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Chapter 1
Chapter 2
Chapter 3
Chapter 4
Chapter 5
Chapter 6
Chapter 7
Chapter 8
Chapter 9
Chapter 10
Chapter 11
Chapter 12
Chapter 13
Chapter 14
Chapter 15
Chapter 16
Chapter 17
Chapter 18



The Melbourne Bushies - Fifty years along the track (1940-90)

Walkers on a muddy track
Walkers on a muddy track.
At the back: Beverley Davey, Betty McArdle, Marjorie White, 1940.
Marjorie Elmore collection

'Enemy aliens', or 'reffos' as they were affectionately called, initially had the problem of having to ask permission to travel if they were going more than 10 kilometres. And when on such an excursion, they had to check in at the local police station. Egon always thought it an amusing sight, seeing twenty or so young people lounging around outside a police station in the middle of nowhere while about three went in to sign. Fortunately, after America came into the war, these people were no longer seen as a danger to Australia and the ruling was dropped.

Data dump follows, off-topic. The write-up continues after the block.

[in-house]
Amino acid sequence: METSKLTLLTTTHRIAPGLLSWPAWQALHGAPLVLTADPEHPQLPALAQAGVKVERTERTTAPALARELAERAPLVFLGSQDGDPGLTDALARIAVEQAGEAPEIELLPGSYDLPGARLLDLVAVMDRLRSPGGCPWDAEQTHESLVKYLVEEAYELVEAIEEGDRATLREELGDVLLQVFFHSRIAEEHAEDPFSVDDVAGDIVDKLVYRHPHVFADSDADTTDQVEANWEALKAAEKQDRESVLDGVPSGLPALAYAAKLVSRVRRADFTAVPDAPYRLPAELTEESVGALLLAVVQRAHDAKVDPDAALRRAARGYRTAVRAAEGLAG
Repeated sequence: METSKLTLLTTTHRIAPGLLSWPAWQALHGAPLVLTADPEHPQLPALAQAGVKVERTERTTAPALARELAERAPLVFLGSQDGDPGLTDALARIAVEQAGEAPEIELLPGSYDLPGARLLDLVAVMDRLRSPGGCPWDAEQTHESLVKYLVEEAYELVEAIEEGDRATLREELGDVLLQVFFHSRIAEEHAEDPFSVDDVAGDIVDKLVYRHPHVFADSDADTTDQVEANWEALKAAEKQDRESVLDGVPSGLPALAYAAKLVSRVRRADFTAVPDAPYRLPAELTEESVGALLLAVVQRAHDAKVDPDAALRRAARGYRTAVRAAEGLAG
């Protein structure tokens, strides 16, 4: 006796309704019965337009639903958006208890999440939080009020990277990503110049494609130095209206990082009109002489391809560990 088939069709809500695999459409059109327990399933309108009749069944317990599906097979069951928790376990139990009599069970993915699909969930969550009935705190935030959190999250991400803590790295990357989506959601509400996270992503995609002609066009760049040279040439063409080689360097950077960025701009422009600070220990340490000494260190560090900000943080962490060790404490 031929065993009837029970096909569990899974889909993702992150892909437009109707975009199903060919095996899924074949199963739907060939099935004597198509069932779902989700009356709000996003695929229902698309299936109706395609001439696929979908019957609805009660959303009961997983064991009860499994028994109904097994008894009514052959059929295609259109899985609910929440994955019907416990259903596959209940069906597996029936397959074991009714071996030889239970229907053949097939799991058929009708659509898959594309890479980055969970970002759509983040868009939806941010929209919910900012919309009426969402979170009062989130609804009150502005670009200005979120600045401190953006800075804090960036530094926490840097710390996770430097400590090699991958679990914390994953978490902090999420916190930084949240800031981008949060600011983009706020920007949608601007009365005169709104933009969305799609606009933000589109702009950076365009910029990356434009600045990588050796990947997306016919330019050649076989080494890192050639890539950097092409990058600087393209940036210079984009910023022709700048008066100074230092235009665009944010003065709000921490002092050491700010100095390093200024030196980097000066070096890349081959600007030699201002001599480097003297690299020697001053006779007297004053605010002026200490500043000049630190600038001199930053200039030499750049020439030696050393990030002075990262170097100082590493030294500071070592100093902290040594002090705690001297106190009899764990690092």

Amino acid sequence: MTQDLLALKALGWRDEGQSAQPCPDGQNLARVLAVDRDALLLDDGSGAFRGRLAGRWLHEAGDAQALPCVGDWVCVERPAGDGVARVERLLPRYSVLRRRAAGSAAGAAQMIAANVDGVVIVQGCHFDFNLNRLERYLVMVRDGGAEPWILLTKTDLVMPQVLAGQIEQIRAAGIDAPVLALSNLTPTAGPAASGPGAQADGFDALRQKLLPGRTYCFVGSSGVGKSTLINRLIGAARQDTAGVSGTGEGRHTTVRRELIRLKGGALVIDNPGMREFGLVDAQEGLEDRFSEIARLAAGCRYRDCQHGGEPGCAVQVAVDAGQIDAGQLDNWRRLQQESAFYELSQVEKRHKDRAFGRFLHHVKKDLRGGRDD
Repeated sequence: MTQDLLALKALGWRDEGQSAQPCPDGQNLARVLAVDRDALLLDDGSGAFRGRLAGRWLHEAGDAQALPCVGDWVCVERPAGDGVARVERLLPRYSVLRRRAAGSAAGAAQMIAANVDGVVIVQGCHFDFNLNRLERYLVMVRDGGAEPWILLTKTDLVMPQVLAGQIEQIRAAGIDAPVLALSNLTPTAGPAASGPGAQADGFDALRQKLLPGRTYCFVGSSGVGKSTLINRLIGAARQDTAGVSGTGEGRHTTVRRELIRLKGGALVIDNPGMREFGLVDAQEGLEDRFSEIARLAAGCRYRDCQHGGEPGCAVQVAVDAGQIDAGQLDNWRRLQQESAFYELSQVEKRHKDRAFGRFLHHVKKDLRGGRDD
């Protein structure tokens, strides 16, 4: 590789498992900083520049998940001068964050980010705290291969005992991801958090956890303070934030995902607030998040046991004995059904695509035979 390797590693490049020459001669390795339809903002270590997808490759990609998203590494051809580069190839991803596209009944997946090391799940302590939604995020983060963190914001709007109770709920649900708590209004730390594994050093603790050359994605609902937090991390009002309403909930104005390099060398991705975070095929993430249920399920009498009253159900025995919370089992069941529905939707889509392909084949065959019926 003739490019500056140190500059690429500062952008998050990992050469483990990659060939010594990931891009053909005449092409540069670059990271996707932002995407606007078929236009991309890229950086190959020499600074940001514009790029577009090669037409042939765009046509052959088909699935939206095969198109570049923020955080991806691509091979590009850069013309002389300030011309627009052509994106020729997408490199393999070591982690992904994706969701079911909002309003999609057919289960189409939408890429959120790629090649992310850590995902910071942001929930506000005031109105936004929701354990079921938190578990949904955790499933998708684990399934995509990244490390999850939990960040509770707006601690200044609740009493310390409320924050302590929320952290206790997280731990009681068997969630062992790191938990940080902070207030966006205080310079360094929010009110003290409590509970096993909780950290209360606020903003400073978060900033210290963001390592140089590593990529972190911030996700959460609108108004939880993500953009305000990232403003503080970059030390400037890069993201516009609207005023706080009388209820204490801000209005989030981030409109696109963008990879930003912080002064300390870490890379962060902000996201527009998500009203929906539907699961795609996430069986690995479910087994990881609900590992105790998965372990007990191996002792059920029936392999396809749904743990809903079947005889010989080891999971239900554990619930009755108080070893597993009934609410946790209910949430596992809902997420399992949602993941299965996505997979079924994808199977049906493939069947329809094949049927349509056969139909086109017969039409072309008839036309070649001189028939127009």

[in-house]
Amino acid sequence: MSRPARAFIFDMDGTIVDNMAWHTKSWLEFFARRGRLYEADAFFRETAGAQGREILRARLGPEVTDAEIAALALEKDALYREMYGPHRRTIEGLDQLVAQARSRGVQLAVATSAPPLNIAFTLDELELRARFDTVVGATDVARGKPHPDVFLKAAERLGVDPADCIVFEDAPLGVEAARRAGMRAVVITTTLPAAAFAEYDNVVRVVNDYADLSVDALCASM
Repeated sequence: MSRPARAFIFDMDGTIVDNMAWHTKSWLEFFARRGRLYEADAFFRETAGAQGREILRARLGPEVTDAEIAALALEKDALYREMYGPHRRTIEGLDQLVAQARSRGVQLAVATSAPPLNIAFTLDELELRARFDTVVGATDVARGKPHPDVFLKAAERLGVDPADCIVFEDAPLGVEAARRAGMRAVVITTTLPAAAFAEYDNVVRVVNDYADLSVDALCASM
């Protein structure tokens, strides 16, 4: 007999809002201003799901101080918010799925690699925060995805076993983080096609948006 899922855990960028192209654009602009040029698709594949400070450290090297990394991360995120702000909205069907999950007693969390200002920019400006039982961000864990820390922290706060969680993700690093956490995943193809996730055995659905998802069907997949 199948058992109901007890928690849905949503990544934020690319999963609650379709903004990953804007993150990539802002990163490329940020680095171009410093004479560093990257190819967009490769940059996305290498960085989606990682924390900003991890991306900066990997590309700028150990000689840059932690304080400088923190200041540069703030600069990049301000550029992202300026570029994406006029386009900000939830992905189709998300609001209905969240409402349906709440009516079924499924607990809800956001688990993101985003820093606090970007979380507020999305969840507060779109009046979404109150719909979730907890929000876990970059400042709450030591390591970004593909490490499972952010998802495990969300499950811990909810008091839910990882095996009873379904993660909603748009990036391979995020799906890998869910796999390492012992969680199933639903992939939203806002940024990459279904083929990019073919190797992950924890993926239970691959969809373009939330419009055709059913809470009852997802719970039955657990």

In those very early days the bushwalkers often sang German songs as they walked along. This must have been regarded as odd to any passers by; and indeed Marjorie remembers that entrenched attitudes took a long time to break down. She was regarded by many as being quite eccentric. Bushwalking itself was regarded as a bit anti-social, and then to go walking with foreigners - well!

Marjorie also says of those early years: "I believe the wartime group provided a useful service to all. The Europeans had their outdoor exercise in a pleasant environment and were able to socialise with Australians of their own age group. They learned to appreciate the landscape that was different from their own familiar scenery, but that had its own special beauty and fascination. They made many firm friendships. The Australians, too, gained a great deal by obtaining insights into European culture from which our geographical isolation had cut us off. In particular, some of us were delighted that many of them shared our love for